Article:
• Florida Department of Environmental Protection Secretary Michael W. Sole sends a letter to the United States Fish and Wildlife Service and the United States Army Corps of Engineers stating Florida objections to any further reduction of Apalachicola River flow based on the triggers proposed by the U.S. Army Corps of Engineers’ November 21, 2007 letter. Prolonged low flow under the Interim Operations Plan coupled with the initial flow reduction pursuant to the Corps’ Exceptional Drought Operations, has wrought compelling damage on Florida’s highly sensitive aquatic resources.
    “Florida remains hopeful that the Governors can develop a solution to the ongoing drought conflict in Tallahassee when they meet this month. In the meantime, the Corps must provide the Service with information adequate to perform a reasonable analysis of the Corps’ proposal, and the Service should take no action that would further harm threatened and endangered species or any of Florida’s coastal resources, obligations outlined above have been met.”
     
  • NOVEMBER 21, 2007
  • The United States Army Corps of Engineers sends a letter to the United States Fish and Wildlife Service asking for further reduction of flows from 4,750 cfs to 4,500 cfs.
     
  • NOVEMBER 13, 2007
    Group of Environmental Organizations submits comments to United States Fish & Wildlife Service on potential harm a reduction of water flows would have on the Panhandle’s natural resources and economy. Florida Department of Environmental Protection Issues Statement Applauding Stakeholders’ Letter to Federal Agencies on Tri-State Water Negotiations.
     
  • NOVEMBER 7, 2007
    Florida Department of Environmental Protection Secretary Michael W. Sole sends a letter to the United States Army Corps of Engineers and the United States Fish & Wildlife Services expressing concerns about proposal offered by federal agencies and reiterates the need for the three states to work on a long-term solution that is comprehensive and addresses the needs of all three states.
     
  • NOVEMBER 2, 2007
    Florida Department of Environmental Protection Secretary Michael W. Sole issues statement regarding United States Army Corps of Engineers proposal. “At the press conference yesterday in Washington, D.C., a four-point plan was announced by the U.S. Army Corps of Engineers. Florida is carefully reviewing the proposal at this time. It is anticipated there will be a biological opinion from the U.S. Fish and Wildlife Service by November 15, to ensure protection of Florida’s threatened and endangered species. We encourage all stakeholders to review the opinion and provide feedback to safeguard the ecosystem as well as the people and the economy of Northwest Florida.”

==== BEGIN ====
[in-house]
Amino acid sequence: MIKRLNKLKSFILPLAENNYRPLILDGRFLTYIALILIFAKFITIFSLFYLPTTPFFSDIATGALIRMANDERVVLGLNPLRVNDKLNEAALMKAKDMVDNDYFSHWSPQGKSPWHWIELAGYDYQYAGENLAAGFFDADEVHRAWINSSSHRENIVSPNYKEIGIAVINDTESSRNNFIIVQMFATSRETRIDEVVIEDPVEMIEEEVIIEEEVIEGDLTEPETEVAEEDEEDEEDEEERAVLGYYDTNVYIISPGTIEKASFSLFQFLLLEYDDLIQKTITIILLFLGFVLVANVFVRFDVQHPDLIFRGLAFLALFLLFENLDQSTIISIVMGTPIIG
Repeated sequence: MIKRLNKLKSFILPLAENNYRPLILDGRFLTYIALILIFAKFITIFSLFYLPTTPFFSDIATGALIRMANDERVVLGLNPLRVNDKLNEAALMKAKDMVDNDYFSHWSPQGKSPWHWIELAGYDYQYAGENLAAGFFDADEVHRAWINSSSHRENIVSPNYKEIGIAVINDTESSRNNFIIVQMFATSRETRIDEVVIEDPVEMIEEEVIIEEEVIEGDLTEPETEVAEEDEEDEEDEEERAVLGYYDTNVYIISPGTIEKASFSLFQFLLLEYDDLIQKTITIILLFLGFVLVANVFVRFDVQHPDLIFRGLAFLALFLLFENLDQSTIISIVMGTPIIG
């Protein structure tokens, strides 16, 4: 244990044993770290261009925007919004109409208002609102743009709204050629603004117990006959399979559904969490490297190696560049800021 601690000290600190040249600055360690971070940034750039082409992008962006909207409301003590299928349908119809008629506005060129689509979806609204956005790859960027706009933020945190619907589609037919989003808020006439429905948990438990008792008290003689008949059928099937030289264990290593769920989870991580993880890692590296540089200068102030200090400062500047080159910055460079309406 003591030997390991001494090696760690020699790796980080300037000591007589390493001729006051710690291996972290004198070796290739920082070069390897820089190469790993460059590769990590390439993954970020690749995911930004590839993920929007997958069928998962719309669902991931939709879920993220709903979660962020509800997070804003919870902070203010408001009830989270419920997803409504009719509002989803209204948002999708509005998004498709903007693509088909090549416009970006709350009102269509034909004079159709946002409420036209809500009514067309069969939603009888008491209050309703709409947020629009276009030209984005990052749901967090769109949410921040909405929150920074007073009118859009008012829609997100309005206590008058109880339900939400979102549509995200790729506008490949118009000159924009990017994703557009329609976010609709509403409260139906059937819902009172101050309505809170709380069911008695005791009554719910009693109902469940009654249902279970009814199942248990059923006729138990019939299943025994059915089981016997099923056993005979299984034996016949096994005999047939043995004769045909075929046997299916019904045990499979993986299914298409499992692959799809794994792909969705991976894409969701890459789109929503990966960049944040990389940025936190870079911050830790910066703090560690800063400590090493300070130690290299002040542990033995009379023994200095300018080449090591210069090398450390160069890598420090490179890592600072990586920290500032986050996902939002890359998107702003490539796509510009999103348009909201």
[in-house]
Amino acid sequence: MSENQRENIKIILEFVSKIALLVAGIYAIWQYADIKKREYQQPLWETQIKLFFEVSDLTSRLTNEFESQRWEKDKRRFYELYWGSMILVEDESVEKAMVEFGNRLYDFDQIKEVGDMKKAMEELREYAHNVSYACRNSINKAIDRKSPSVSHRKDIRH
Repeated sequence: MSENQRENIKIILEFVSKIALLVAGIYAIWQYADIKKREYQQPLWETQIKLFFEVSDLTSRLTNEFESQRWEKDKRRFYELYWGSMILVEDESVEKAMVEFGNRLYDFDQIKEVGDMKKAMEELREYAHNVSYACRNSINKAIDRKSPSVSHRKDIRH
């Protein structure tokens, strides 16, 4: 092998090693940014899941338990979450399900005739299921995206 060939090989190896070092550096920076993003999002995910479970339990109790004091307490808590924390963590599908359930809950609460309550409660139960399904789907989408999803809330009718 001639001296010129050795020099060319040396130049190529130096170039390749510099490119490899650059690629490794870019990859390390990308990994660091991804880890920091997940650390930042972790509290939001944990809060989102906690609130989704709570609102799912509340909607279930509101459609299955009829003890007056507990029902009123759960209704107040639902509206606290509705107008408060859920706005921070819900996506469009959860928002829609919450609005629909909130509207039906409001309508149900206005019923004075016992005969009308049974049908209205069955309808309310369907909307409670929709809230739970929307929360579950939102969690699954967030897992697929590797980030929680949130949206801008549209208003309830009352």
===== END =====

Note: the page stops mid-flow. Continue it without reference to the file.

• NOVEMBER 1, 2007
    Florida Governor Charlie Crist, Alabama Governor Bob Riley and Georgia Governor Sonny Perdue meet in Washington, D.C., with federal officials. Florida agrees to evaluate a forthcoming proposal by the Army Corps outlined at the press conference. Governor Crist offers to host the Alabama and Georgia governors in Tallahassee in December to work on a long-term holistic agreement for protecting the tri-state ecosystem.
     
  • November 2007
    To enhance ACF stakeholder participation, DEP established an email account dedicated to ACF issues. This account is used to provide the stakeholders information on current ACF activities and serves as a means for the stakeholders to provide input to the Department.
     
  • OCTOBER 24, 2007
    Florida Governor Charlie Crist sends a letter to President George W. Bush regarding the State of Georgia's request to suspend operating rules for the reservoirs on the Chattahoochee River.
  • “The Florida Panhandle is facing economic peril as a result of insufficient water flows. The Apalachicola River and Bay support a multi-million dollar commercial fishing industry. The total commercial fishing industry in the Apalachicola Bay is responsible for $134,000,000 in economic output and an additional $71,000,000 in value added impacts.”
     
  • OCTOBER 17, 2007
    Florida Department of Environmental Protection Secretary Michael W. Sole sent a letter to Colonel Byron Jorns, Commander and District Engineer, Department of the Army, regarding Georgia's "Request for Immediate Alteration of Interim Operations Plan.”
     
  • MARCH 20, 2007